Skip to main content

Full text of "Political Science Of The State"

See other formats

S4S                              POLITICAL SCIENCE.
While thus in some cases a single principle or feelin^ unites
Open questions in parties together, in others a principle—and a
party movers. vejy jmportant one—may be held or rejected
consistently with party allegiance. This is owing to local
interests which clash with other local interests, or to political
doctrines held in one part of a country and not in another or
to the interests of a class like the aristocracy of English land-
owners, which could unite their strong forces on the two
sides against a minister who sought to make the price of grain
such as would be for the advantage of the whole country
rather than of the land-owners. It is necessary for the stabil-
ity of parties to have some such open questions, otherwise
they will drive conscientious or wise men out of their ranks,
and perhaps destroy their organization. There is no way of
carrying on public affairs in safety without conceding to polit-
ical men connected with the party in power a certain amount
of independence. If the whip is used too freely, there will
be a rebellion.
Almost always a body of independent men in a legislature,
Third parties and entertaining deep convictions of their own and
independent   mem-                                          -it    1        ,1              ii.      e  j_i                      t_i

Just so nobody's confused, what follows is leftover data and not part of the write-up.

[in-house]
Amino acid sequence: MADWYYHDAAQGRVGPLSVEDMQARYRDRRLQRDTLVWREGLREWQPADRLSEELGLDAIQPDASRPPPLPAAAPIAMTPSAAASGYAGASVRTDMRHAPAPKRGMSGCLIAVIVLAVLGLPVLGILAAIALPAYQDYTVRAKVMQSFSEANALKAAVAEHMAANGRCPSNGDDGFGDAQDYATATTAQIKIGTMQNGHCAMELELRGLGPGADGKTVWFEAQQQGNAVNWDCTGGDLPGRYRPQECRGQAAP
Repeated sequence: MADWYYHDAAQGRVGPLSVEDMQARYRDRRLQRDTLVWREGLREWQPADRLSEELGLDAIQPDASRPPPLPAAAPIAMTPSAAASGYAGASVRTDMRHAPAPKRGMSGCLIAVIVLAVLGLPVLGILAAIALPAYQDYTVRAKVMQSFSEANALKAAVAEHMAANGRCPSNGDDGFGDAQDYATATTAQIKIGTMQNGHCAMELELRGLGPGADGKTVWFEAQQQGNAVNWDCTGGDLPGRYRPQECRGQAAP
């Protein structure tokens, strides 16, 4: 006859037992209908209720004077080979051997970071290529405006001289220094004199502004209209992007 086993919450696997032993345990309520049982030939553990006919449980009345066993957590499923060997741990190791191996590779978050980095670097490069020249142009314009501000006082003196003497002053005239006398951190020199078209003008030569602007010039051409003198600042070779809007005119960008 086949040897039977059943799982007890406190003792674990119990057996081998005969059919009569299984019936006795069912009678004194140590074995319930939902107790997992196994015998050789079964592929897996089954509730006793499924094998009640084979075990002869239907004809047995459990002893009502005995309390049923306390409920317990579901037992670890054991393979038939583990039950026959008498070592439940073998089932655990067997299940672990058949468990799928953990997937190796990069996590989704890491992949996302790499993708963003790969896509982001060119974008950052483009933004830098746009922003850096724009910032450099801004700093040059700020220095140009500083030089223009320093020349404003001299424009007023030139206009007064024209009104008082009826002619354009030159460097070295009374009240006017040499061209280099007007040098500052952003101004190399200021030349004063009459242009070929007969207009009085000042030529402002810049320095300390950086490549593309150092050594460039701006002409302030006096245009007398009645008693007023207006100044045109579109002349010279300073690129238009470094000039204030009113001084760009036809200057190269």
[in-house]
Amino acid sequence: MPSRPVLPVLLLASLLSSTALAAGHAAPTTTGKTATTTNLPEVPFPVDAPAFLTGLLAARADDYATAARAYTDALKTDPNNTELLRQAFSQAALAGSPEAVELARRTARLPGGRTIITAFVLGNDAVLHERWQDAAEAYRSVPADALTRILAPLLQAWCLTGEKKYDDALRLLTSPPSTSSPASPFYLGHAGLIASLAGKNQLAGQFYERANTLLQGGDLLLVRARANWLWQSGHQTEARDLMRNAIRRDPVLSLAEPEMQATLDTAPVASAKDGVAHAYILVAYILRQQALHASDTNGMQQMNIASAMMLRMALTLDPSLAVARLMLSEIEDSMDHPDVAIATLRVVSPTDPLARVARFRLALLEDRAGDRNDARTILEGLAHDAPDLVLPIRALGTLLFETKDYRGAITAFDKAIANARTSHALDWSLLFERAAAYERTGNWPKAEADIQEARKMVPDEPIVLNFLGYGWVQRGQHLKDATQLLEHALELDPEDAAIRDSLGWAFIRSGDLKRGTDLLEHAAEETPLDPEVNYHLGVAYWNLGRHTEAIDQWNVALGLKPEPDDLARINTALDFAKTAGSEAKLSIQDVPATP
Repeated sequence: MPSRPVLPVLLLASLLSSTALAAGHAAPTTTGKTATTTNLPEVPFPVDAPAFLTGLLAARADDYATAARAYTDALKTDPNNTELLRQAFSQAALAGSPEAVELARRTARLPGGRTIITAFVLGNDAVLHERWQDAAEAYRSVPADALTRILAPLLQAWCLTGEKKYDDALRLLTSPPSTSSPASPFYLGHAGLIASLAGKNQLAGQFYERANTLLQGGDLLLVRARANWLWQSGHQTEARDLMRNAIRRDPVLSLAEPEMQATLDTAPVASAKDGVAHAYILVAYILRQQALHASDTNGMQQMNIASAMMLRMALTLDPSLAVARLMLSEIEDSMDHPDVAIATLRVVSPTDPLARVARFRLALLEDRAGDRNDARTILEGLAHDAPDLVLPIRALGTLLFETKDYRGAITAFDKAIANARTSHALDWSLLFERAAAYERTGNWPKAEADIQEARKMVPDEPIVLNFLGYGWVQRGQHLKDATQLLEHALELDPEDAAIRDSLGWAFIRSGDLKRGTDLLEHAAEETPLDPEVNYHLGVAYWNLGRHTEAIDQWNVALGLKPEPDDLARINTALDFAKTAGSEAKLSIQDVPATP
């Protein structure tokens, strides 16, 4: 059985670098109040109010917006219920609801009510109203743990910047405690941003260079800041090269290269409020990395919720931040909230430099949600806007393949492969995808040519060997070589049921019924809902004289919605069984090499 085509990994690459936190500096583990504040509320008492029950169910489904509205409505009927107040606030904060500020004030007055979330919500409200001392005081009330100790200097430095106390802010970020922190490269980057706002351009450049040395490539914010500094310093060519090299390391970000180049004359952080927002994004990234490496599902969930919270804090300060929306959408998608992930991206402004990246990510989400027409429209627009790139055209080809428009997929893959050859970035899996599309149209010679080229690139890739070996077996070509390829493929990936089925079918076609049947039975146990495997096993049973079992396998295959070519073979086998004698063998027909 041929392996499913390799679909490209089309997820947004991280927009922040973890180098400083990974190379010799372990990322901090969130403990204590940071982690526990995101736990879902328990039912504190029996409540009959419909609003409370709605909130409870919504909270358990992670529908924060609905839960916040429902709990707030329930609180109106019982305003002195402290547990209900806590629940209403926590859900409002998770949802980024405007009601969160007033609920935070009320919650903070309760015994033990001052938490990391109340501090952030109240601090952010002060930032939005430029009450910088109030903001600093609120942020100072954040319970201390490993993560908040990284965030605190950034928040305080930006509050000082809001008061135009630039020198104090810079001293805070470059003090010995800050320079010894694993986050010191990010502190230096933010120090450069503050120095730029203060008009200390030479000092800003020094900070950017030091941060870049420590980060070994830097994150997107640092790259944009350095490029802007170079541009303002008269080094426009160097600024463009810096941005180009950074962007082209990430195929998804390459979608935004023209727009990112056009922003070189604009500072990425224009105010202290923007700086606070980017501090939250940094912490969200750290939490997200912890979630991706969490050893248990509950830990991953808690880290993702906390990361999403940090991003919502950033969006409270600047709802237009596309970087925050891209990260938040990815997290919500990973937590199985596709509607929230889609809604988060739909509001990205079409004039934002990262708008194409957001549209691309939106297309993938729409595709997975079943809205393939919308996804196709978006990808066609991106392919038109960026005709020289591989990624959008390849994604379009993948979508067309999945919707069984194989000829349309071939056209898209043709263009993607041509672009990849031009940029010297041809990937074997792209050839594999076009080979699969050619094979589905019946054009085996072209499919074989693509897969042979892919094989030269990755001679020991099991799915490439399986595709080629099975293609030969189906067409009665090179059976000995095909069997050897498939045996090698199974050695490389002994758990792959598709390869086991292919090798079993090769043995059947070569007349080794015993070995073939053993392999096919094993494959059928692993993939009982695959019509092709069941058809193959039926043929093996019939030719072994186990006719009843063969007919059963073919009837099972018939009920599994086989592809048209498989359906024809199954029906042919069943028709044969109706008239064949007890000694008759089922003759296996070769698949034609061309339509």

b«rs.                   courageous, will be the salt of the assembly,
and will keep both parties within the bounds of right meas-
ures. But I cannot think that a third party, with strength
enough to determine measures one way or the other by their
votes, is fitted to do much service. If such a third party can
carry any measure at will, it becomes a formidable power,
and is liable to be tampered with and corrupted by negotia-
tions with the others. Its members will become mere soldiers
of fortune. Perhaps men will help to form such parties in the
hope of getting the advantages arising from holding the bal-
ance of power.
It may be made a question of political morality to what
HOW far ou^ht extent and in what cases open questions ought
open quehtions to be                                                                                                  T           ^an.*]
allowed in a party, to be allowed in party organization, in general,
measures of vast importance, affecting the vital interests of
the state at the moment, the passage of which cannot be
postponed without prejudice to national interests, can by no